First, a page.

What to Expect from Pupillage
Each pupil at One Brick Court has a principal supervisor, but additionally sits with approximately 4 other supervisors over the year. Pupils also do work for other members of Chambers, including silks.
The pupil supervisors provide a solid grounding in the core areas of Chambers’ main work – defamation, privacy, data protection, breach of confidence, harassment, freedom of information and other media-related law such as reporting restrictions and contempt of court. Pupils shadow their supervisors closely, attending conferences and court hearings and reading and working on their supervisors’ ongoing cases. At the start of pupillage, pupils benefit from close supervision of their written work (including on statements of case, skeleton arguments, advices, and first drafts of documents to be prepared by counsel), so that they are equipped to deal with what is a steep learning curve. As pupils progress through the 12 months, the standard of their work is expected to improve so that, by the end, the work is of sufficiently high quality to be comparable with that of a new tenant.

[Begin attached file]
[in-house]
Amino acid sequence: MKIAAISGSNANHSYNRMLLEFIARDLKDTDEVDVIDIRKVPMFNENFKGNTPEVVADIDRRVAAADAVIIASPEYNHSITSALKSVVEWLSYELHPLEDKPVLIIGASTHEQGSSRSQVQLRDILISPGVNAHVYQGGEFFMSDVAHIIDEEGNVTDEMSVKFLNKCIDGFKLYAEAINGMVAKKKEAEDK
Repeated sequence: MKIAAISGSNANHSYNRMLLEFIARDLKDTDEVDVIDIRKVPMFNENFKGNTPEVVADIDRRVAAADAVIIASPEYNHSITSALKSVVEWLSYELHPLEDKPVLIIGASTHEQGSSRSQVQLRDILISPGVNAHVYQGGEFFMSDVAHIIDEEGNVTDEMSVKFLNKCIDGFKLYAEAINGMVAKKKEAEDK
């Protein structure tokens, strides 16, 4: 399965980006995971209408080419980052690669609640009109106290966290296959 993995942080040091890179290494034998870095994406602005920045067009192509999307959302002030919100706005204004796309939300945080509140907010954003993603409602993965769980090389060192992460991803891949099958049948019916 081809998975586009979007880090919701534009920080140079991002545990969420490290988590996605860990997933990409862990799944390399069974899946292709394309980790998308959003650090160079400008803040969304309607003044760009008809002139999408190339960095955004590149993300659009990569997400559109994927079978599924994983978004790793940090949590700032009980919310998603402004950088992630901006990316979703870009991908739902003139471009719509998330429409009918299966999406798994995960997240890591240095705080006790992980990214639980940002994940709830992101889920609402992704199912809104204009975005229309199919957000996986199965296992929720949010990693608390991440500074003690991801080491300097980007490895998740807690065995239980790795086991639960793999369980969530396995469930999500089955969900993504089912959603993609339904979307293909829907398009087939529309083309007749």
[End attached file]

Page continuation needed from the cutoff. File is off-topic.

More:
The day-to-day focus on supervisors’ work means pupils are encouraged to get involved in discussions as to the strategic, commercial and any ethical dimensions of their cases.
Pupils ordinarily have the opportunity of spending a few weeks at the in-house legal departments of media organisations, to develop pre-publication skills and litigation experience. Former pupils have found this a rewarding experience.
Due to the specialist nature of Chambers’ work there is no opportunity for pupils to take their own work in the second six months. Pupils will however undertake two advocacy exercises. These are attended by members of Chambers who assess the pupil’s performance during the exercise, by reference to criteria set out in advance. These advocacy exercises, as well as unassessed advocacy exercises during the year, give pupils experience of being on their feet. In addition, pupils who wish to undertake pro bono work, for example by taking a case with FRU (the Free Representation Unit) or doing a case for the Bar Pro Bono Unit in their second six are encouraged in such activities.